Towards a U.S. Army officer corps strategy for success : retaining talent (eBook, 2010) [WorldCat.org]
skip to content
New WorldCat.org coming soon
Towards a U.S. Army officer corps strategy for success : retaining talent
Checking...

Towards a U.S. Army officer corps strategy for success : retaining talent

Author: Casey Wardynski; David S Lyle; Michael J Colarusso; Army War College (U.S.). Strategic Studies Institute,
Publisher: Carlisle, PA : Strategic Studies Institute, U.S. Army War College, 2010.
Series: Officer corps strategy monograph series, v. 3.
Edition/Format:   eBook : Document : National government publication : EnglishView all editions and formats
Summary:
The U.S. Army has made significant investments in its future, especially in its leadership. In particular, the Army has devoted billions of dollars to officer undergraduate-level education, world-class training, and developmental experiences. Since the late 1980s, however, prospects for the Officer Corps' future have been darkened by an ever-diminishing return on this investment, as evidenced by plummeting company  Read more...
Subjects
More like this

Find a copy online

Links to this item

Find a copy in the library

&AllPage.SpinnerRetrieving; Finding libraries that hold this item...

Details

Additional Physical Format: Print version:
Wardynski, Casey.
Towards a U.S. Army officer corps strategy for success
(OCoLC)503139226
Material Type: Document, Government publication, National government publication, Internet resource
Document Type: Internet Resource, Computer File
All Authors / Contributors: Casey Wardynski; David S Lyle; Michael J Colarusso; Army War College (U.S.). Strategic Studies Institute,
ISBN: 1584874252 9781584874256
OCLC Number: 574434770
Language Note: English.
Notes: "January 2010."
Monograph.
Description: 1 online resource (vi, 64 pages) : illustrations
Details: Master and use copy. Digital master created according to Benchmark for Faithful Digital Reproductions of Monographs and Serials, Version 1. Digital Library Federation, December 2002.
Contents: Introduction --
Talent retention generates benefits and mitigates risks --
"Company man" employment practices cannot compete in today's labor market --
The Army must build talent retention policies upon sound theory --
From theory to practice : building successful retention policies --
Evaluating existing retention programs --
Conclusion.
Series Title: Officer corps strategy monograph series, v. 3.
Other Titles: Towards a United States Army officer corps strategy for success :
Responsibility: Casey Wardynski, David S. Lyle, Michael J. Colarusso.

Abstract:

The U.S. Army has made significant investments in its future, especially in its leadership. In particular, the Army has devoted billions of dollars to officer undergraduate-level education, world-class training, and developmental experiences. Since the late 1980s, however, prospects for the Officer Corps' future have been darkened by an ever-diminishing return on this investment, as evidenced by plummeting company grade officer retention rates. Significantly, this leakage includes a large share of high-performing officers, many of them developed via a fully funded undergraduate education. In the last few years, the Army has responded to this challenge with unprecedented retention incentives, to include broadly offered cash payments. The objective has been to retain as many junior officers on active duty as possible. However, such quantity-focused incentive programs run counter to a talent-focused Officer Corps strategy. The objective should not be merely to retain all officers, but to retain talented officers while simultaneously culling out those lacking distributions of skills, knowledge, and behaviors in demand across the force. Retaining sufficient rather than optimally performing officers may have dire consequences for the Army's future. New officer cohorts of high-potential talent may be driven away by the prospects of serving under lackluster leadership, while those continuing their service may experience stunted development due to a dearth of talented mentors. Low junior-officer retention also strips away the Army's ability to screen, vet, and cull for talent, forcing it instead to over-access, increase promotion rates, and compress promotion timing. It degrades the developmental experiences of junior officers and undercuts the Army's ability to discern which officers possess the talent it needs. Left unchecked, such developments could significantly undermine the Officer Corps' performance levels, taking perhaps a generation to rectify.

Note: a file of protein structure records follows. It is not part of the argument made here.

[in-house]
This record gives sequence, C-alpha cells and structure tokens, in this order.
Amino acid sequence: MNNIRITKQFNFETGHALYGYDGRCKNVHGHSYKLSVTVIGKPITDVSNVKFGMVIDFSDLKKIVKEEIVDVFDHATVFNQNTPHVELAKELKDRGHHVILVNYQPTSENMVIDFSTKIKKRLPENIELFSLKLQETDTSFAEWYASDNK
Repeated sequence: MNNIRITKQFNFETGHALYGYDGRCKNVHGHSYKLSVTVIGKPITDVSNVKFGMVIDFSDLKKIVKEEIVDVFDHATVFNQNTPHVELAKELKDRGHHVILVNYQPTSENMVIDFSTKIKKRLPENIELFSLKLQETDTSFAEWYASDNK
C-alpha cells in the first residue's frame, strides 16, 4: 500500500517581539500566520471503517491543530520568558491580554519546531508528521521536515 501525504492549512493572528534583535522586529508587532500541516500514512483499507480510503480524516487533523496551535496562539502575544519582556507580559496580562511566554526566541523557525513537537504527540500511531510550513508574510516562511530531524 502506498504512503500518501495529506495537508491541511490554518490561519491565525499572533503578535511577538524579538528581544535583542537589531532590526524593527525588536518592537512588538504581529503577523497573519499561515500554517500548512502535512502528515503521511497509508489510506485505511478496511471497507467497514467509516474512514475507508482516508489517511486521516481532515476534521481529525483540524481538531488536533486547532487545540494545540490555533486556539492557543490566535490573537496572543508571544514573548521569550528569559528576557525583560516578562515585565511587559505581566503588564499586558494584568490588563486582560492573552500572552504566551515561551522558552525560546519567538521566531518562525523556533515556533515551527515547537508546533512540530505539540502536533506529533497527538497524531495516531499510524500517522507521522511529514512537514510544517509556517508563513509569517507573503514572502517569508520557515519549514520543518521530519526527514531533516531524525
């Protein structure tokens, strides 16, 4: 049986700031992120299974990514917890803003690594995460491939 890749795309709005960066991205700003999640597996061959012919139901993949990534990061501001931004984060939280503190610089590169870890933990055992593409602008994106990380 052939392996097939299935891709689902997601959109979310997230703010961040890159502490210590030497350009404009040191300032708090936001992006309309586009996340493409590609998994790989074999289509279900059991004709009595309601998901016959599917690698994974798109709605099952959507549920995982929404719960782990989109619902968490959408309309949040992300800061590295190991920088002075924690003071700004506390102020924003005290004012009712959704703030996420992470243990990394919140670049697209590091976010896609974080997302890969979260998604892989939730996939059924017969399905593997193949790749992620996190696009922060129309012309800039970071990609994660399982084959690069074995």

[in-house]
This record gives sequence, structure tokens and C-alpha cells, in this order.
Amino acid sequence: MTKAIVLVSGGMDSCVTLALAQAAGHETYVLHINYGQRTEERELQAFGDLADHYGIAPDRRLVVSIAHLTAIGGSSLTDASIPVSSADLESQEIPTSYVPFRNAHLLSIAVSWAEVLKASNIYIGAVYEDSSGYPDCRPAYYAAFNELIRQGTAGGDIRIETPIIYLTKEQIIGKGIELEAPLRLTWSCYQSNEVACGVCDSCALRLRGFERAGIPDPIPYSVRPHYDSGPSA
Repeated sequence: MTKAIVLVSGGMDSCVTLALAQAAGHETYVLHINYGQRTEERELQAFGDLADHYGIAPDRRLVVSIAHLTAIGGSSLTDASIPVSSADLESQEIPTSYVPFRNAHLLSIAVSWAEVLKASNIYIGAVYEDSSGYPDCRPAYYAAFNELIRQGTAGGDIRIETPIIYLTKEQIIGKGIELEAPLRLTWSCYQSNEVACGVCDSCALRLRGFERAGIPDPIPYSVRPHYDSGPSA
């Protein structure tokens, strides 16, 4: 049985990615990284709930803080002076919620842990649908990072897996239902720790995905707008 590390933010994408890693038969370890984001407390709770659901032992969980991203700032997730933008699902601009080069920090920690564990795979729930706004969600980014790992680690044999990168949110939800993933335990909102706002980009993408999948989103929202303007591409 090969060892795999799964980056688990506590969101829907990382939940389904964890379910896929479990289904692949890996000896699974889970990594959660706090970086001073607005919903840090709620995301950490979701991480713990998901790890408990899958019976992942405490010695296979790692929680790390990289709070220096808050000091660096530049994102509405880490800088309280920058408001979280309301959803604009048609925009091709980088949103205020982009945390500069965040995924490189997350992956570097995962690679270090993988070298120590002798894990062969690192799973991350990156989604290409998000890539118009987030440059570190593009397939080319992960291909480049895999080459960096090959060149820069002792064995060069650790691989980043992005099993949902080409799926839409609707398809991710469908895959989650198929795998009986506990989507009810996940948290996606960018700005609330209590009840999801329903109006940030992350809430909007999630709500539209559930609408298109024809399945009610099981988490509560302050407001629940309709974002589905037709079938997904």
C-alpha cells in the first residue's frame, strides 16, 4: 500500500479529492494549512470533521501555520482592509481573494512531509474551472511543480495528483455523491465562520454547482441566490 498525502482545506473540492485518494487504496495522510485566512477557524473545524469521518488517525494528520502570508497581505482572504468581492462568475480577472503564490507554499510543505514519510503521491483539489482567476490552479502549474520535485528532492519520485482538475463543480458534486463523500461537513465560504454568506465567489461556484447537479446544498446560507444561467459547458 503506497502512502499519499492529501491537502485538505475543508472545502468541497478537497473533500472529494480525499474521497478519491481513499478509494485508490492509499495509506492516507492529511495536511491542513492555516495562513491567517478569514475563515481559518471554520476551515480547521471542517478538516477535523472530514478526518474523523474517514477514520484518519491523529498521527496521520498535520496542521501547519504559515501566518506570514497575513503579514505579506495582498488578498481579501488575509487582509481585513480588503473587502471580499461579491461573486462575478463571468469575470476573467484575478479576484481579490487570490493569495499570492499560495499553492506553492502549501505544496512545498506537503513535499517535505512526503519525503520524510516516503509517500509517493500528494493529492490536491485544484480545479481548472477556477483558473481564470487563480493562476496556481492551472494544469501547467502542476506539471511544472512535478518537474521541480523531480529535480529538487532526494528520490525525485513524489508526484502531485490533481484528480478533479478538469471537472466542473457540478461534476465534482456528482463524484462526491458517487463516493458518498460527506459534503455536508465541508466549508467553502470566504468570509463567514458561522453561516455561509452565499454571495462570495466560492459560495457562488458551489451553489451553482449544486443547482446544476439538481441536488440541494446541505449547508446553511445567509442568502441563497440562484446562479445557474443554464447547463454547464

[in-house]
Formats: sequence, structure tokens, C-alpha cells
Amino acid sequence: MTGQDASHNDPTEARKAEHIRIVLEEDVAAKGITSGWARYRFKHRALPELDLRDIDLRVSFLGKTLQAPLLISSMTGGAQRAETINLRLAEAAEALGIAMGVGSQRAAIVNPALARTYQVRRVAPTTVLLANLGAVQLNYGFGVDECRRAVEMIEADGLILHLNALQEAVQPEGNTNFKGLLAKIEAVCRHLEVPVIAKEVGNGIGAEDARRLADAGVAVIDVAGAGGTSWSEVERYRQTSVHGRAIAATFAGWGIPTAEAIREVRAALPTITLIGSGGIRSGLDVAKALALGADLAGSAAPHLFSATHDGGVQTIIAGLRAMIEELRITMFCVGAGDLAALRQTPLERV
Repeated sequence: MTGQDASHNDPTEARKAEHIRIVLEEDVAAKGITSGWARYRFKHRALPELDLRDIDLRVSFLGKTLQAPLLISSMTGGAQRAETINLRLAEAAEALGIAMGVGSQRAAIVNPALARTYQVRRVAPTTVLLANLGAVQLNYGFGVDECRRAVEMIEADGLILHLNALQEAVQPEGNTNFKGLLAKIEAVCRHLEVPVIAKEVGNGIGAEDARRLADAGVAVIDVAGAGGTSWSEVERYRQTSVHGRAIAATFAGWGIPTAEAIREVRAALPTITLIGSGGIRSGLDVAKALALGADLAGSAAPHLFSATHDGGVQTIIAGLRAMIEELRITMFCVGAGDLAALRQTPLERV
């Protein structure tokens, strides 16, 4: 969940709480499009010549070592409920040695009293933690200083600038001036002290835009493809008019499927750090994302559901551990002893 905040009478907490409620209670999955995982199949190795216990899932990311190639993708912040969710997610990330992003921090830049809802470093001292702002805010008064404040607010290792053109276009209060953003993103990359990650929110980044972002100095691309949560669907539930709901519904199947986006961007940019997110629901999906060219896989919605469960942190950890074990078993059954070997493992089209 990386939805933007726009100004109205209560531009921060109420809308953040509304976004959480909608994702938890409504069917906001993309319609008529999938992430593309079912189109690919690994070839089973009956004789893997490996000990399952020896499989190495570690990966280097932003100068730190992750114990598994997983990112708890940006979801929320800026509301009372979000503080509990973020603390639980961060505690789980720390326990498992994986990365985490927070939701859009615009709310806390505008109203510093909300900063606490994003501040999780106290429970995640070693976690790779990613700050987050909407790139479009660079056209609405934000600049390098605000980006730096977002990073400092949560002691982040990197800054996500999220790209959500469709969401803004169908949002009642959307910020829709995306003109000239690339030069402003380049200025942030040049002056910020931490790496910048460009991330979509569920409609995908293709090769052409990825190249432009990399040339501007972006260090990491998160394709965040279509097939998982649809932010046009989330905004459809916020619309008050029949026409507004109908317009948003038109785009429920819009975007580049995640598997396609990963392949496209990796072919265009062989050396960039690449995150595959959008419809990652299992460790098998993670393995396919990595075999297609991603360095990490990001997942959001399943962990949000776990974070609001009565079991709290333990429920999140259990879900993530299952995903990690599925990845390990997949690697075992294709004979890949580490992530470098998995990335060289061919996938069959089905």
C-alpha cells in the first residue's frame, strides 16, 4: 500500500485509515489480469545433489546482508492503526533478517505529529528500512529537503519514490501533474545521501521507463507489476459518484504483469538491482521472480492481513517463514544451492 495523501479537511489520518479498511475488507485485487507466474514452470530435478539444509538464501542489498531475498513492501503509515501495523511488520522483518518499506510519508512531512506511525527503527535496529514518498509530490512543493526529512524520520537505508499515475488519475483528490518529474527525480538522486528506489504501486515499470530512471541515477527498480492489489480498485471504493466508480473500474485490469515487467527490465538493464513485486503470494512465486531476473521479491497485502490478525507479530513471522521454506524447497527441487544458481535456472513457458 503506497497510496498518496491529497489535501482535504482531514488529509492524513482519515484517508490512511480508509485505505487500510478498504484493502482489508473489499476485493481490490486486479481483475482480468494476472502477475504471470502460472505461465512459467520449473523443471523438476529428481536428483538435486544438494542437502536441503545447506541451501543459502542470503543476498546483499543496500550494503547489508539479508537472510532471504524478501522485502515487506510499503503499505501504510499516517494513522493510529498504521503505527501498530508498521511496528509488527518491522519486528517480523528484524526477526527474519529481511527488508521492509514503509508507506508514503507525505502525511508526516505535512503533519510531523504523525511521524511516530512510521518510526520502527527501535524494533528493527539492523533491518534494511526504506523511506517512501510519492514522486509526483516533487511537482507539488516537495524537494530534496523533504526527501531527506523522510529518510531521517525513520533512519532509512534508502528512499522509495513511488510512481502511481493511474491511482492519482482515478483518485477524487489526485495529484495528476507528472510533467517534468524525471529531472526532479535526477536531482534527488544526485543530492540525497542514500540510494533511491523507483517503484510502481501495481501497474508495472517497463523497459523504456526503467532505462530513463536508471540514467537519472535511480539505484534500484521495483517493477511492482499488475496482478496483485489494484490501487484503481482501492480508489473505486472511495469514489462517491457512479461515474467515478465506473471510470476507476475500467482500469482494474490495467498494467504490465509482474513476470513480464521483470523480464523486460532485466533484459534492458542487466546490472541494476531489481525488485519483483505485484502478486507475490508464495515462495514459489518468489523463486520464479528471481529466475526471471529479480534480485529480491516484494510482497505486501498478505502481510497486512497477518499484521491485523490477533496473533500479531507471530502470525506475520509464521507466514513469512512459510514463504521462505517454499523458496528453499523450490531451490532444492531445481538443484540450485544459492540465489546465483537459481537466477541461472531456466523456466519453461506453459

Reviews

Retrieving GoodReads reviews...
Retrieving DOGObooks reviews...

Confirm this request

You may have already requested this item. Please select Ok if you would like to proceed with this request anyway.

Close Window

Please sign in to WorldCat 

Don't have an account? You can easily create a free account.